For hitters, it gets a little more muddled, because there are more ratings to consider, and there's not one rating that renders a guy completely useless. I start with splits. If they have splits I can work with, say 60+ for vR, 50+ for vL, I then look at contact, power, eye, speed/base running (as a combo). If they have 65+ in 2 or more of these 4, I know I can use him. For instance, if his splits pass the test and he has 85 contact, 20 power, 90 eye, and 60ish speed/br, I know he won't strike out much (from the 85 contact) and he'll get a bunch of walks (90 eye), which will allow him to get a few stolen bases once he's on. If his speed/br is higher, I know he'll get more SB. If it's much lower than 60, I know he's just going to have a great OBP without many SB. I also know that I shouldn't expect many HR (with 20 power). On the flip side, if a guy (assuming the split test) has 20 contact, 90 power, 90 eye, and 20 speed/br, I'm looking at an Adam Dunn type player. 150 strikeouts, 100 walks, and 30-45 HR (depending on the ballpark). You can't win with a team full of either type of player, but a balance of these guys mixed in with guys who have 70+ in every category gets you going on the right track. As with pitchers, durability is important, especially for catchers. Catcher fatigue more quickly than other positions, say 1B or DH. Most catchers have a fatigue in the 60 range, which is why you almost always need 2 of them. I tend to run into one catcher with a great vR split but a terrible vL split, and another one vice versa. So i platoon these guys (one vR pitchers, one vL). This takes advantage of their splits, as well as gives them the rest they'll need.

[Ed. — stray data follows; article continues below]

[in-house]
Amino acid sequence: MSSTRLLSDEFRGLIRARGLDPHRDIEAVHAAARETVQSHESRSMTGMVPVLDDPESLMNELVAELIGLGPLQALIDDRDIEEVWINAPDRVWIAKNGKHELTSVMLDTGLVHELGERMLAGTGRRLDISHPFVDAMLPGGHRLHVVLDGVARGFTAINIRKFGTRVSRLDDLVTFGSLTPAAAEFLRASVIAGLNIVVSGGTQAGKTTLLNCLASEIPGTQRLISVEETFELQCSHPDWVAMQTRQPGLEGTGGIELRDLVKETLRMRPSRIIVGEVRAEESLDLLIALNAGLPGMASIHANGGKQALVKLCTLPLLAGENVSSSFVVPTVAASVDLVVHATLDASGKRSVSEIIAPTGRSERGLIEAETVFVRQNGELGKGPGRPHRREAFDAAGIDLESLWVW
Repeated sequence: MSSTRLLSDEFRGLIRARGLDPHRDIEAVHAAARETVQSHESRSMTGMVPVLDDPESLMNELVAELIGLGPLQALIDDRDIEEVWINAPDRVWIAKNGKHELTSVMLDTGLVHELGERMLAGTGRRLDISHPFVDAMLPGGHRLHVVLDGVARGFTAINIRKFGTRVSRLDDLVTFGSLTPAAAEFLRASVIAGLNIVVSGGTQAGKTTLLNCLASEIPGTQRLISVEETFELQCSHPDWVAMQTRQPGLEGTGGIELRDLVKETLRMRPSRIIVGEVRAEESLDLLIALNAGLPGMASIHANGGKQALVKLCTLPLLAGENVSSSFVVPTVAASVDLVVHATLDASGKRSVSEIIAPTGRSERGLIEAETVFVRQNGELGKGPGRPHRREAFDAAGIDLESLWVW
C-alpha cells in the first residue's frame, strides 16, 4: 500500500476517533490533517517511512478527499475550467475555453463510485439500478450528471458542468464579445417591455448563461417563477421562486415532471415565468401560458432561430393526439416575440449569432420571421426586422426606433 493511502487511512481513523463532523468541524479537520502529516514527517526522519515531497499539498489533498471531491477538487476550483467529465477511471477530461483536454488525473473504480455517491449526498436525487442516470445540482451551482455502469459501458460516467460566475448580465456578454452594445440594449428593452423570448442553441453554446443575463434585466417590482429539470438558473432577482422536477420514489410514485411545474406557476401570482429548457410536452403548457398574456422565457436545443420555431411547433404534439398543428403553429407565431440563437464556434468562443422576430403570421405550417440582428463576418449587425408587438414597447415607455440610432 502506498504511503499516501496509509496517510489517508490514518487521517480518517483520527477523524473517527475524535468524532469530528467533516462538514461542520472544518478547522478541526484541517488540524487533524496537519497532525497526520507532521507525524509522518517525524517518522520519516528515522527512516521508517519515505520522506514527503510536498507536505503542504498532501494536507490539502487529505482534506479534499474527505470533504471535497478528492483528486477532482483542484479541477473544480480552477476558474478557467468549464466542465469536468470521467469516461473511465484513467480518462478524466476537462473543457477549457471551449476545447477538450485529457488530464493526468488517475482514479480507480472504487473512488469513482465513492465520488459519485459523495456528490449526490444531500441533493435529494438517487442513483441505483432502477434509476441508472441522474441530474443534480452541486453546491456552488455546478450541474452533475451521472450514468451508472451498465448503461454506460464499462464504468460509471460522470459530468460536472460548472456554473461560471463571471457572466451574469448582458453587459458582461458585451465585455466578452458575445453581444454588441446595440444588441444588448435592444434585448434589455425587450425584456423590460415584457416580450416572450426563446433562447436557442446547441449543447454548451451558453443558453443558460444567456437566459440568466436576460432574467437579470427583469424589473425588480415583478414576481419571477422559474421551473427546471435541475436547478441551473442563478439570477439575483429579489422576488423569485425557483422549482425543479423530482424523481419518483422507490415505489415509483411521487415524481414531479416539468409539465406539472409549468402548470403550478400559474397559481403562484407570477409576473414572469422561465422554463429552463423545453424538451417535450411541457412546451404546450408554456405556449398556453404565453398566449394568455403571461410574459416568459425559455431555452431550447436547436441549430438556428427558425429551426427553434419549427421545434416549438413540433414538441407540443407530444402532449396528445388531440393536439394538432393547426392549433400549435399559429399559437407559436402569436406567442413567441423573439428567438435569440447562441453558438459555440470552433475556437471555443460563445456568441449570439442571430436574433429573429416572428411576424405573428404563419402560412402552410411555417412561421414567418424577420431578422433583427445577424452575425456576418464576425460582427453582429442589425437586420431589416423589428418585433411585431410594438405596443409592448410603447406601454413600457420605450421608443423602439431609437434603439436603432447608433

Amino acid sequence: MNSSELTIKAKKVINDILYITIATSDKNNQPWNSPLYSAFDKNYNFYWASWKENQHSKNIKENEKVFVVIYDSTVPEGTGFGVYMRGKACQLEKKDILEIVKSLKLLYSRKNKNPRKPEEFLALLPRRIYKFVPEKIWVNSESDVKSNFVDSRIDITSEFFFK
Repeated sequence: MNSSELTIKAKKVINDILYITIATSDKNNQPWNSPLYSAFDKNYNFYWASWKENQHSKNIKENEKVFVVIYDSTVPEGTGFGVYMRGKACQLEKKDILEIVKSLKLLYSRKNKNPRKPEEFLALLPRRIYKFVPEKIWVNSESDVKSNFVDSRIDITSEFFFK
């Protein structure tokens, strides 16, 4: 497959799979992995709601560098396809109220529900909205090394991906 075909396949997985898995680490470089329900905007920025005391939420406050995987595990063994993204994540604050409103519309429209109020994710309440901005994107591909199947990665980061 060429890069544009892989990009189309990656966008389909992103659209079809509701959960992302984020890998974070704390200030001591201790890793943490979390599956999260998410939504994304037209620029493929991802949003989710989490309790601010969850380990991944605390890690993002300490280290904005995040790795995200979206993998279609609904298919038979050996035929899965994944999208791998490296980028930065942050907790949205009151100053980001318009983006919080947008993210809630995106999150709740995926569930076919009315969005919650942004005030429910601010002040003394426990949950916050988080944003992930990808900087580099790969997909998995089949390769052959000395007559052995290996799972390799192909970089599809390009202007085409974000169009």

As far as defense goes, I generally follow the guidelines you can find by clicking on the position on the 'Edit Rosters' page. I tend to sacrifice hitting for defense on the guys up the middle (SS, 2B, CF). However, if all 3 of them have terrible hitting ratings but great fielding ratings, you're not going to generate a lot of offense...especially if you're in the NL. You'll have those 3 plus your pitcher as almost half of your lineup, and this is a sure-fire rally killer. So if a guy has 90+ in all defensive categories, I can live with abysmal hitting ratings, but I don't want more than 1 of them. Oh, and for catchers, I don't like a pitch calling rating below 50, and I try not to have arm strength and arm accuracy dip below 60.
As a general note, if a guy is near the bottom of what I've called "acceptable" ratings in all categories, he's going to be a 24th or 25th player on the roster, but not much more. If a player has GREAT ratings in certain categories, it can (not necessarily will, but can) make up for deficiencies in other areas. And don't ignore health. A player is only valuable when he's on the field, and poor health can be dangerous...especially because an injury can set a developing player back in his progress, and can make a veteran take a hit in all ratings that he will probably not get back.
Other general notes...
-Pitchers tend to improve longer than hitters will. Hitters generally stop progressing after 4professional seasons (regardless of what their projecting ratings say or how old they are), while pitchers sometimes improve into their 30s.
-Projected ratings are only as good as your advanced scouting budget, so let this determine how much you rely on them. Also, projected ratings become current ratings when a player reaches 27 y/o. Also, look at the progress of their ratings over the seasons. If you see a pitchers control is currently 60 and projects to 85, look at the progress of his control. If it went from 40 his rookie season to 47 in his second, 55 in his third, 58 in his 4th, 59 in his 5th, and 60 in his 6th year, there's good reason to believe he's not going to make it to 85.
-Makeup has an effect on how likely they are to reach their projections, so it makes a nice tie-breaker when looking at 2 players. It will also slow their decline when they get older.
Let me know what you think.